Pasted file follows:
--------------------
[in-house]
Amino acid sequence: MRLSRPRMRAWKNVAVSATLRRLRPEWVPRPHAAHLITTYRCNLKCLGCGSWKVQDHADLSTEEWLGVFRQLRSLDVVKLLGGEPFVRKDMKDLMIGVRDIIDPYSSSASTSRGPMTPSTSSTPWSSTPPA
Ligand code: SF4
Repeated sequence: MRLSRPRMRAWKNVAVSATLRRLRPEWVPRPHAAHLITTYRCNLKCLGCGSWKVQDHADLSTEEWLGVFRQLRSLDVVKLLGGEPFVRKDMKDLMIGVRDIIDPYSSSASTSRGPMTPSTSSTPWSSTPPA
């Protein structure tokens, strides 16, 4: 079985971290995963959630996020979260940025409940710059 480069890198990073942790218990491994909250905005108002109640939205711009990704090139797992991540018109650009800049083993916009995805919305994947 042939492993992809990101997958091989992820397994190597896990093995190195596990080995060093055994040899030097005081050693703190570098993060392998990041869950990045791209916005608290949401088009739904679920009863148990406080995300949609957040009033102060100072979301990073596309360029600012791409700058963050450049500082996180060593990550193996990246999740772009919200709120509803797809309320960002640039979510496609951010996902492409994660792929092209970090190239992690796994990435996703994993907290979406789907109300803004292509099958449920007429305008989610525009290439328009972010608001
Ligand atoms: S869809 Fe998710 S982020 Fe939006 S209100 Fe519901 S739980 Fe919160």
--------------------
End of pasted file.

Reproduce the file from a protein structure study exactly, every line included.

[in-house]
Amino acid sequence: MRLSRPRMRAWKNVAVSATLRRLRPEWVPRPHAAHLITTYRCNLKCLGCGSWKVQDHADLSTEEWLGVFRQLRSLDVVKLLGGEPFVRKDMKDLMIGVRDIIDPYSSSASTSRGPMTPSTSSTPWSSTPPA
Ligand code: SF4
Repeated sequence: MRLSRPRMRAWKNVAVSATLRRLRPEWVPRPHAAHLITTYRCNLKCLGCGSWKVQDHADLSTEEWLGVFRQLRSLDVVKLLGGEPFVRKDMKDLMIGVRDIIDPYSSSASTSRGPMTPSTSSTPWSSTPPA
């Protein structure tokens, strides 16, 4: 079985971290995963959630996020979260940025409940710059 480069890198990073942790218990491994909250905005108002109640939205711009990704090139797992991540018109650009800049083993916009995805919305994947 042939492993992809990101997958091989992820397994190597896990093995190195596990080995060093055994040899030097005081050693703190570098993060392998990041869950990045791209916005608290949401088009739904679920009863148990406080995300949609957040009033102060100072979301990073596309360029600012791409700058963050450049500082996180060593990550193996990246999740772009919200709120509803797809309320960002640039979510496609951010996902492409994660792929092209970090190239992690796994990435996703994993907290979406789907109300803004292509099958449920007429305008989610525009290439328009972010608001
Ligand atoms: S869809 Fe998710 S982020 Fe939006 S209100 Fe519901 S739980 Fe919160």